2
$\begingroup$

I'm reading Griffiths's Introduction to Quantum Mechanics 3rd ed textbook [1]. On p.43, the author explains:

What if I apply the lowering operator repeatedly? Eventually I’m going to reach a state with energy less than zero, which (according to the general theorem in Problem 2.3) does not exist! At some point the machine must fail. How can that happen?

We know that $a_-ψ$ is a new solution to the Schrödinger equation, but there is no guarantee that it will be normalizable—it might be zero, or its square-integral might be infinite. In practice it is the former: There occurs a “lowest rung” (call it $ψ_0$) such that $$a_−ψ_0 = 0 $$

I understood why $a_−ψ_0$ should not be normalized. But why should it be non-normalized like $a_−ψ_0 = 0$? As the author mentioned in the book, the possibility of its square-integral value being infinite may also exist (satisfying with the non-normalizable condition). The author went over this point, and I wonder what happens to the case I mentioned.

Reference

Griffiths, D. J.; Schroeter, D. F. Introduction to Quantum Mechanics 3rd ed; Cambridge University Press, 2018. ISBN 978-1107189638.

$\endgroup$
1
0
$\begingroup$

$a_-\psi_0$ results in the zero-vector. Call this vector $\vert\hbox{0 vector}\rangle$. Then in any computation $$ \langle \psi_n|\hat T \vert\hbox{0 vector}\rangle =0 $$ for any operator. In particular the length of $\vert \hbox{0 vector}\rangle$ is $0$ and in this sense it cannot be normalized.

$\endgroup$
0
$\begingroup$

I'll be appealing to you physical intuition, so that I don't have dive deep into functional analysis.

Wavefunctions are mathematical objects which are defined in a Hilbert space, which is square integrable. Now, the operators you see in QM are defined on this Hilbert space. Roughly, there are kind of linear functions which map from one Hilbert space to another. Typically, Hamiltonian operators are semi-bounded: there is a lowest energy.

Now, here is the intuition: In the same or previous page, you have the relation $(a_+a_- +\frac{1}{2}\hbar\omega)\psi= E\psi$. If you were to plug $\psi_0$ here and conjecture that $a_-\psi_0$ is infinity, you immediately see that $E$ would also be infinite for the ground state, and thus also for higher states in a quantum harmonic oscillator irrespective of $\omega$. This would also affect the correspondence principle as clearly there exists classical harmonic oscillator, and you won't recover that for any $\omega$ for larger number of states or if $\hbar \rightarrow 0$.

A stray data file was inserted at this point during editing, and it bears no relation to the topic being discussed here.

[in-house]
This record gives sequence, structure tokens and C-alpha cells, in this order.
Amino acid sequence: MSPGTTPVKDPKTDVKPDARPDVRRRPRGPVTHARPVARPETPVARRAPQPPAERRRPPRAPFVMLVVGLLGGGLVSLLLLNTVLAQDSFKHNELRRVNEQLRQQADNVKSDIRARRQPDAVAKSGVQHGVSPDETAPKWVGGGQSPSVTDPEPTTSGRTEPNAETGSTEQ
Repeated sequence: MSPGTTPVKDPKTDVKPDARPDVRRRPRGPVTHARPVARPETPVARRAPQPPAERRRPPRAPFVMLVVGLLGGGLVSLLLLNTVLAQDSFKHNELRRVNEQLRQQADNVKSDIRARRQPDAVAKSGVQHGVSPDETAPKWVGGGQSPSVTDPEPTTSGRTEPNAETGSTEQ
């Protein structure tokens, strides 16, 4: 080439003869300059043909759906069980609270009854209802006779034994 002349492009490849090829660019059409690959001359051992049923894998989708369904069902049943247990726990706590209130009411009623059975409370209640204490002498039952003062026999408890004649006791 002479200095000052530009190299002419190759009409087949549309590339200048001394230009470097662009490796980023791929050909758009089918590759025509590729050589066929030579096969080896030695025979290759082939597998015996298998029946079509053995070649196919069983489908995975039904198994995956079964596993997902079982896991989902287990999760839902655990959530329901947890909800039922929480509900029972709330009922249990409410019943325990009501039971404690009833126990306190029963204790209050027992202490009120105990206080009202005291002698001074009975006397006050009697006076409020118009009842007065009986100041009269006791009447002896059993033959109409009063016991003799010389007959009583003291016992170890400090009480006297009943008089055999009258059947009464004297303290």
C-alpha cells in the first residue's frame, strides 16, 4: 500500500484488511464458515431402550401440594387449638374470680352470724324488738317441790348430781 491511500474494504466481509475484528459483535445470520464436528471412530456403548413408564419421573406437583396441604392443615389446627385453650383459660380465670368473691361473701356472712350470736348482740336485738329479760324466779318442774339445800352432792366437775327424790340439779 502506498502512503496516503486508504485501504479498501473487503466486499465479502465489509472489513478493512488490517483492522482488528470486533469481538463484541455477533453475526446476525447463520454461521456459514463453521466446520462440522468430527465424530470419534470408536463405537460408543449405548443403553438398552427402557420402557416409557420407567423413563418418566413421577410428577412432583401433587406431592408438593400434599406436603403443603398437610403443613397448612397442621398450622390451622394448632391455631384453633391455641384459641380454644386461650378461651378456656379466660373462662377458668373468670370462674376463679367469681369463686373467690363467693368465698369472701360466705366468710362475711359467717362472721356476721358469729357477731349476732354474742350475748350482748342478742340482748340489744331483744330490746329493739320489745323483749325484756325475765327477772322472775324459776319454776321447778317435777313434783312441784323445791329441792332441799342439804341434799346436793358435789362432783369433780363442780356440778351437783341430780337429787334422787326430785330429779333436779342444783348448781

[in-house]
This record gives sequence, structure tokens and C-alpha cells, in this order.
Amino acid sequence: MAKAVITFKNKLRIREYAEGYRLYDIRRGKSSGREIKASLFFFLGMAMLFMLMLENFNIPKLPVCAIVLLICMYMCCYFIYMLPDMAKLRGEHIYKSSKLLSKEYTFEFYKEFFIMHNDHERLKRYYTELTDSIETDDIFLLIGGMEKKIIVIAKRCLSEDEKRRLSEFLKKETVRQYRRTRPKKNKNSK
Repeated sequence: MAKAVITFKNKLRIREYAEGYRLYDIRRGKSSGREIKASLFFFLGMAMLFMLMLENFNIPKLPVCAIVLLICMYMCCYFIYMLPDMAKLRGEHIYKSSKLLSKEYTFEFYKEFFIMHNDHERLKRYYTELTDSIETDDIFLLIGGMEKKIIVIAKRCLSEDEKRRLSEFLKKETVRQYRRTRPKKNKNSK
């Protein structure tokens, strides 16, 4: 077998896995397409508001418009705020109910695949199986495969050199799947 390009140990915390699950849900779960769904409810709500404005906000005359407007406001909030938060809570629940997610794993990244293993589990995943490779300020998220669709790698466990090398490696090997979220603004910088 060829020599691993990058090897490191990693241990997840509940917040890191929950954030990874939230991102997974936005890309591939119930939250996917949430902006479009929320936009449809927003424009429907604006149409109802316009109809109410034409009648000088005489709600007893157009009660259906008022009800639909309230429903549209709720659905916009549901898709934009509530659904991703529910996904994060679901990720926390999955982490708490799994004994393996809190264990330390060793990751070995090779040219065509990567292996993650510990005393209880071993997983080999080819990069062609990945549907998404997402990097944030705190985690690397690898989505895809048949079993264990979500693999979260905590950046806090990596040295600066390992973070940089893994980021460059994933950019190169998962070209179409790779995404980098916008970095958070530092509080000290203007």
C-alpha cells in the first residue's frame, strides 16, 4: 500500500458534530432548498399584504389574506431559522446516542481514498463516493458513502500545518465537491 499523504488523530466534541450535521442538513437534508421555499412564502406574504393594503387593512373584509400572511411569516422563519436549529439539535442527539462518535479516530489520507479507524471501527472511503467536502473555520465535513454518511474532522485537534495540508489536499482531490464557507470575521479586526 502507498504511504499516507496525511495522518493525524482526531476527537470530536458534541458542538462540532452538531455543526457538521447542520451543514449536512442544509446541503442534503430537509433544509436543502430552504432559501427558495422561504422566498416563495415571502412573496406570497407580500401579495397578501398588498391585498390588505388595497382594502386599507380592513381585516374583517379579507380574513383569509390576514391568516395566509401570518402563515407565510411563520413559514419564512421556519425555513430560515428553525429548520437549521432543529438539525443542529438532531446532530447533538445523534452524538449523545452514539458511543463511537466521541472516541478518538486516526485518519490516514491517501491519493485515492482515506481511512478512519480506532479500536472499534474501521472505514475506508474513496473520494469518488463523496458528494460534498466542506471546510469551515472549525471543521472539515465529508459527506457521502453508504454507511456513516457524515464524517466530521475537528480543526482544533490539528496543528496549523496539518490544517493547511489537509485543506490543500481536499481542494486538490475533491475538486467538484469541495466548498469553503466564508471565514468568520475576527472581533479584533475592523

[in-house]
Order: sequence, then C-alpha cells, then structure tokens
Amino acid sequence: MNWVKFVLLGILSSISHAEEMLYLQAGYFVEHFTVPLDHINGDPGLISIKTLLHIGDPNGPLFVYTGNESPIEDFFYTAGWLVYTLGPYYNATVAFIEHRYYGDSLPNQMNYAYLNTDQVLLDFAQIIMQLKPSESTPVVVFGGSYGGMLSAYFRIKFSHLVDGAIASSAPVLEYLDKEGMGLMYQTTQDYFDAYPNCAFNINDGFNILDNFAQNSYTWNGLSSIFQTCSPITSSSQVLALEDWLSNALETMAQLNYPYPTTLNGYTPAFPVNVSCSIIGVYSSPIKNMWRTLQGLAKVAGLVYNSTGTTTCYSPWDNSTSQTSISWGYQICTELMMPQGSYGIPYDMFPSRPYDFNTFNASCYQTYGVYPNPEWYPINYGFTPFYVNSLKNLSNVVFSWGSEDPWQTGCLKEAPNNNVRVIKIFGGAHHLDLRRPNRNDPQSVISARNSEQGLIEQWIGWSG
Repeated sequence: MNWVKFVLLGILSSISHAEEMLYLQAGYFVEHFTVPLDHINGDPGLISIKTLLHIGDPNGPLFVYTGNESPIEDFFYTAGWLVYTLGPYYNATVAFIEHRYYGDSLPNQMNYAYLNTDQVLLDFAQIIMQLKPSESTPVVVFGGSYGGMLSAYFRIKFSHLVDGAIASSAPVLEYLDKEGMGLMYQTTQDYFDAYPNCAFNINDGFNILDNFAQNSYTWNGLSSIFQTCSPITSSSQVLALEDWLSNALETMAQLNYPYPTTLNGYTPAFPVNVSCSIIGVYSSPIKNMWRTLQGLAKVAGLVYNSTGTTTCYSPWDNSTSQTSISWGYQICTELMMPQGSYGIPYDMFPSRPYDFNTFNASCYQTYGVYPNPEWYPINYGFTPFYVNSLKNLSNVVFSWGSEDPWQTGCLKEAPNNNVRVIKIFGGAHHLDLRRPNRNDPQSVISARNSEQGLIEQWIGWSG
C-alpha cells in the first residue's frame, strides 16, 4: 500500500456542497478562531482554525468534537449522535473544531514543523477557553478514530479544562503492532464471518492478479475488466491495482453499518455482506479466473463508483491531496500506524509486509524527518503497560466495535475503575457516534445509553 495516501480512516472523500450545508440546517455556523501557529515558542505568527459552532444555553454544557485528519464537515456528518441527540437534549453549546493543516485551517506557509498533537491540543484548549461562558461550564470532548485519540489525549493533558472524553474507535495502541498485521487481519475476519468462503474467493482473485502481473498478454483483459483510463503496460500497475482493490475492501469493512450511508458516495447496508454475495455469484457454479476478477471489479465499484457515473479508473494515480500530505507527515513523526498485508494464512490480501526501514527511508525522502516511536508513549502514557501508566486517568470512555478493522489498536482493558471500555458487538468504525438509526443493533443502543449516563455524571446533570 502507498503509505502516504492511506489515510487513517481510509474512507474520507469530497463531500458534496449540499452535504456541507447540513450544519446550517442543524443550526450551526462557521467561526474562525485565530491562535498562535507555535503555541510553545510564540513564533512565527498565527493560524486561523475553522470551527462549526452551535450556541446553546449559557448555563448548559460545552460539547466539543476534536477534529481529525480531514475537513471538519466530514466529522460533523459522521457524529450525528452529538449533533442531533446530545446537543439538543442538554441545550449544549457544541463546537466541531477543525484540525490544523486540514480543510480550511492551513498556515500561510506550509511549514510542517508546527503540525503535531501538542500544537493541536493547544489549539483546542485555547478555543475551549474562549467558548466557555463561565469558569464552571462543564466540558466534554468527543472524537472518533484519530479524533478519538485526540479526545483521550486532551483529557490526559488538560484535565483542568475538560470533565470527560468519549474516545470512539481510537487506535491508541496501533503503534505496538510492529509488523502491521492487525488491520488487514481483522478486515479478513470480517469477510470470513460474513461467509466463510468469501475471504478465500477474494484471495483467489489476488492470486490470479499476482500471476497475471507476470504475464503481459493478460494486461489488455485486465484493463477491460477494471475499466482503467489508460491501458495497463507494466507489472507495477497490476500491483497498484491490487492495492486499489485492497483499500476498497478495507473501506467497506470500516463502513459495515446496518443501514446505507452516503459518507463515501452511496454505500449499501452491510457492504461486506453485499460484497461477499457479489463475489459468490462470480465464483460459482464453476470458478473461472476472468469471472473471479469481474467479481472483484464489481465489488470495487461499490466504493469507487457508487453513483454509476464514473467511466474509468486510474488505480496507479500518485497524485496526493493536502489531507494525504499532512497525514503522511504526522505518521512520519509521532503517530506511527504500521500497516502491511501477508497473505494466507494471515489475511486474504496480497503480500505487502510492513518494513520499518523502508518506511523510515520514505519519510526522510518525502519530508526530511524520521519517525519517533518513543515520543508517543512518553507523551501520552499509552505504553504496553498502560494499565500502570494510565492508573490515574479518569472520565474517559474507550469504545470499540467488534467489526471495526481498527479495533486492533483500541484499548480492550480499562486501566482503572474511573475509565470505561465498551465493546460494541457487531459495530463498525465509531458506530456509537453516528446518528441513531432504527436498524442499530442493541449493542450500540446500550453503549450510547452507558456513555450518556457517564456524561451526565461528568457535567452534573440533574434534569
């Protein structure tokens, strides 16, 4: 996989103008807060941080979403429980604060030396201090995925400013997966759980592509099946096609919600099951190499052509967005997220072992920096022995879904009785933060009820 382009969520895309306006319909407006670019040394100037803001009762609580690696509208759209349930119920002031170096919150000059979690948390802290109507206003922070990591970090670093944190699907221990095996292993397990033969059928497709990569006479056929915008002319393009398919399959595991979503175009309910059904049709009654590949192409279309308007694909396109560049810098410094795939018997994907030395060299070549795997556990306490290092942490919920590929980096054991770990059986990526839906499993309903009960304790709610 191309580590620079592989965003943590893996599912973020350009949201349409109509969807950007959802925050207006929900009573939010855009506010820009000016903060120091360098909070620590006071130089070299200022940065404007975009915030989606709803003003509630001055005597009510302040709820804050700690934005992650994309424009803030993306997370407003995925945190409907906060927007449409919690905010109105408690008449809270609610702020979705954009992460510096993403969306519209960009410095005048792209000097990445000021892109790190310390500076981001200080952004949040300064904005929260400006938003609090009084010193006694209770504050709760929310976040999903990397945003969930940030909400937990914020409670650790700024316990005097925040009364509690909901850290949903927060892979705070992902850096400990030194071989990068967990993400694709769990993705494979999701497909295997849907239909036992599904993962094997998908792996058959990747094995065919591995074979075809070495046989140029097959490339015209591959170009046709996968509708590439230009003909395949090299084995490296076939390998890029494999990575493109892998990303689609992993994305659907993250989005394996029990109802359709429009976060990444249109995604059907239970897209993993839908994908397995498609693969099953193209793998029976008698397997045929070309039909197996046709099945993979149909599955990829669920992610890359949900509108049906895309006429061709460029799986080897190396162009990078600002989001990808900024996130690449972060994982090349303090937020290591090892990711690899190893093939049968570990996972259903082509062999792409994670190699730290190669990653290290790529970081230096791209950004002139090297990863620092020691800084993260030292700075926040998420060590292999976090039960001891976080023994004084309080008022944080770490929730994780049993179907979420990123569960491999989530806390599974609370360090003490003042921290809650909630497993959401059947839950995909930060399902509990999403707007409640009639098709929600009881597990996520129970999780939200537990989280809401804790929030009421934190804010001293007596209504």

Thus the other possibility of $a_-\psi_0$ being $0$ is reasonable.

Hope that helps.

$\endgroup$
4
  • $\begingroup$ This is incorrect. If $\psi_n$ is normalized and has eigenvalue $E_n$, then $\lambda\psi_n$, with $\vert\lambda\vert\ne 1$, is also an eigenfunction with the same eigenvalue, i.e. the size of the eigenvalue does not depend on the norm of the eigenvector, except if this eigenvector is the zero vector. Thus even if $a_-\psi_0$ is infinite, this does NOT imply the eigenvalue is infinite. $\endgroup$ Aug 10 '20 at 12:53
  • $\begingroup$ @ZeroTheHero I didn't intend to say that the eigenvalue is $\infty$ for $a_-$. As a matter of fact, that is not even an eigenvalue equation for any $\psi$. Yes, the language was sloppy (at the brink of incorrectness). But that sloppiness was at the level of the book. For reference you can refer to the next page as to the passage the OP mentioned. $\endgroup$
    – Rounak
    Aug 11 '20 at 16:45
  • $\begingroup$ @ZeroTheHero The correct answer would indeed be the semi boundedness of the spectrum of the operator. $\endgroup$
    – Rounak
    Aug 11 '20 at 16:48
  • $\begingroup$ Please clarify your answer and I will be happy to remove my downvote. $\endgroup$ Aug 11 '20 at 20:58

Your Answer

By clicking “Post Your Answer”, you agree to our terms of service, privacy policy and cookie policy

Not the answer you're looking for? Browse other questions tagged or ask your own question.